Fuchsia boliviana. Good for what ails the heart

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Fuchsia berries are very edible. For some reason this fact often surprises people. Granted some are better tasting than others. Some are much better. You might have even plucked a berry from a bush, popped it into your eager mouth, only to squint and go “Oh… OK… Now THAT’S interesting.” Never to try another again.

First off, make sure it’s actually ripe. Yes, please. It helps. The berries’ taste really is uneven, though. This fact is again not surprising. Fuchsias are bred for the interest of their flowers rather than taste.

Last year, Thompson & Morgan’s introduced
 Fuchsia ‘Fuchsiaberry’. This is a long-awaited step in the right direction and they get a Fuchsia Medal for going where others haven’t. Especial thanks to Michael Perry,  Mr. Plant Geek himself. He’s struck off from T&M on his own but still gets an honorary medal for his instrumental role in eating your fuchsias. Lots of breeding can still to be done to make fuchsia fruit even better. Guys, keep on crossing!

In the meantime, some of the best tasting berries are found on a number of species. Fuchsia excorticata, for example, is the native tree fuchsia of New Zealand. Its fruit was relished by the Maori who called the tree kotukutuku and the berries konini.

The Maori saying, "I whea koe I te tahuritanga o te rau o te kotukutuku?", or "Where were you when the leaves of the fuchsia tree began to grow in the spring?", is a reproach against those who show up at harvest time but are nowhere to be found when work needs to be done at planting time.

Similar is
Fuchsia boliviana. Discovered and described by botanists only in the 1870s, it was originally native to moist thickets in cloud forest at elevations from six hundred and a thousand meters to three thousand meters in Southern Peru, Bolivia and Northwestern Argentina. But the botanists were late to the party. The berries of Fuchsia boliviana had already been enjoyed by the native peoples of the Andes for centuries.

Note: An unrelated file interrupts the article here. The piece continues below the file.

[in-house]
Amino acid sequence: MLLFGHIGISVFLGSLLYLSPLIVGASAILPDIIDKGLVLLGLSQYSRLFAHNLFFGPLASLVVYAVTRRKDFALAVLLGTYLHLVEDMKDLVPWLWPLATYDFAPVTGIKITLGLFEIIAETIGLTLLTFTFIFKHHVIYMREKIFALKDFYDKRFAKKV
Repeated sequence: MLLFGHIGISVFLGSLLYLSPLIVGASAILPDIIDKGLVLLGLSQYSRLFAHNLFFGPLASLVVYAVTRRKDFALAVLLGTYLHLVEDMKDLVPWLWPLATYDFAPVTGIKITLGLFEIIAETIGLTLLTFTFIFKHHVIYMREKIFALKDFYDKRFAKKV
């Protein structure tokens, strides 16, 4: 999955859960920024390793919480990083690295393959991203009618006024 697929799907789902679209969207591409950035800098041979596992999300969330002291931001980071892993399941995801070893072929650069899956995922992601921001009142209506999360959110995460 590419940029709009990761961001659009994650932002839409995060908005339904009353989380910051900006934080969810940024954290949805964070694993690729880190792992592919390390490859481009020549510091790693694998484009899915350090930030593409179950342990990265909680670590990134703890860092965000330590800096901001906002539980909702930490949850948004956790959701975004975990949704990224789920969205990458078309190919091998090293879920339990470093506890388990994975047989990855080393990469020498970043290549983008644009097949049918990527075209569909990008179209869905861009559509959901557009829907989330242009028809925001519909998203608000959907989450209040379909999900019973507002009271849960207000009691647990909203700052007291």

The plant was spread from its original home long ago. No one remembers how long ago. It made its way up the Andes and is now widely naturalized in Columbia and Venezuela, and even into Central America and Southern Mexico.

Today it can be found growing merrily in friendly climates from the Caribbean to India. From Madiera to Sri Lanka, And beyond. This is likely because it stays in flower much of the year, self pollinates, reproduces by shoots, and tolerates much drier and harsher conditions than many other members of this fine genus. Oddly, it’s mostly still seen as an ornamental to decorate the garden. Like most fuchsias, it’ll grow perfectly fine in a pot as well.

In Quechua, the Inca language,
Fuchsia boliviana is called chimpu-chimpu and the clusters of its flowers once had royal associations with the Inca ruler and the Sun God. I’ll get back to those in another blog. In Spanish, it’s come to be called corazón-corazón, or “heart-heart”. And for a reason. They’re considered not only tasty but good for what ails the heart. You can even buy them over the counter in local markets.

A little depressed? Feeling blue that those Valentine’s cards aren’t rolling in? Not to fear. Follow some good old Andean advice and put some corazón-corazón on your morning quinoa to kick start the day.

On the side of a cold, wet Andean blanket, though, there’s no real scientific evidence for this particular belief. None. But, hey, it is the land that gave the world the potato after all. And Fuchsia boliviana berries do taste good so eat to your heart’s content. That’s enough to lift flagging spirits and maybe that’s what’s really meant by being good for the heart.

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(Illustrations: Fuchsia boliviana Carrière,
Revue Horticole, Series 4, Vol. 48, 1876.)





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